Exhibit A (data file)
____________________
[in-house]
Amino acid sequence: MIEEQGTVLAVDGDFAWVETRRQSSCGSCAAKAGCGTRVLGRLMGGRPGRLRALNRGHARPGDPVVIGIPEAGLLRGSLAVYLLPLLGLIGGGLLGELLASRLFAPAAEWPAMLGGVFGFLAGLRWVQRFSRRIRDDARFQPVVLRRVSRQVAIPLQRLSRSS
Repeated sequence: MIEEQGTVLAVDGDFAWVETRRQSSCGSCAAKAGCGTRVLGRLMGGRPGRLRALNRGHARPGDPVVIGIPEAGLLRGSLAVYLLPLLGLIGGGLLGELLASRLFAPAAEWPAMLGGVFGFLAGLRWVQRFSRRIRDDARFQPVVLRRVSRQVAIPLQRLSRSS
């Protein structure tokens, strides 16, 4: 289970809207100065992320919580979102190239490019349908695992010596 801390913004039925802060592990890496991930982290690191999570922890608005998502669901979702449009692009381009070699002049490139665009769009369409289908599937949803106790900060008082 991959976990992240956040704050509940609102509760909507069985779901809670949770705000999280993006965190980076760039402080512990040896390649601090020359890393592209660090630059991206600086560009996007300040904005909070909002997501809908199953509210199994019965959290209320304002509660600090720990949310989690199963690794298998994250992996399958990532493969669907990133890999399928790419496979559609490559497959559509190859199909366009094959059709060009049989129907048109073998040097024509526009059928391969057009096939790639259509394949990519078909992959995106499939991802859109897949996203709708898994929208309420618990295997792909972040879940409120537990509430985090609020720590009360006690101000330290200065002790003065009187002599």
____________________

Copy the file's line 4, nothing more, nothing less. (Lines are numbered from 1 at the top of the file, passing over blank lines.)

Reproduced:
């Protein structure tokens, strides 16, 4: 289970809207100065992320919580979102190239490019349908695992010596 801390913004039925802060592990890496991930982290690191999570922890608005998502669901979702449009692009381009070699002049490139665009769009369409289908599937949803106790900060008082 991959976990992240956040704050509940609102509760909507069985779901809670949770705000999280993006965190980076760039402080512990040896390649601090020359890393592209660090630059991206600086560009996007300040904005909070909002997501809908199953509210199994019965959290209320304002509660600090720990949310989690199963690794298998994250992996399958990532493969669907990133890999399928790419496979559609490559497959559509190859199909366009094959059709060009049989129907048109073998040097024509526009059928391969057009096939790639259509394949990519078909992959995106499939991802859109897949996203709708898994929208309420618990295997792909972040879940409120537990509430985090609020720590009360006690101000330290200065002790003065009187002599």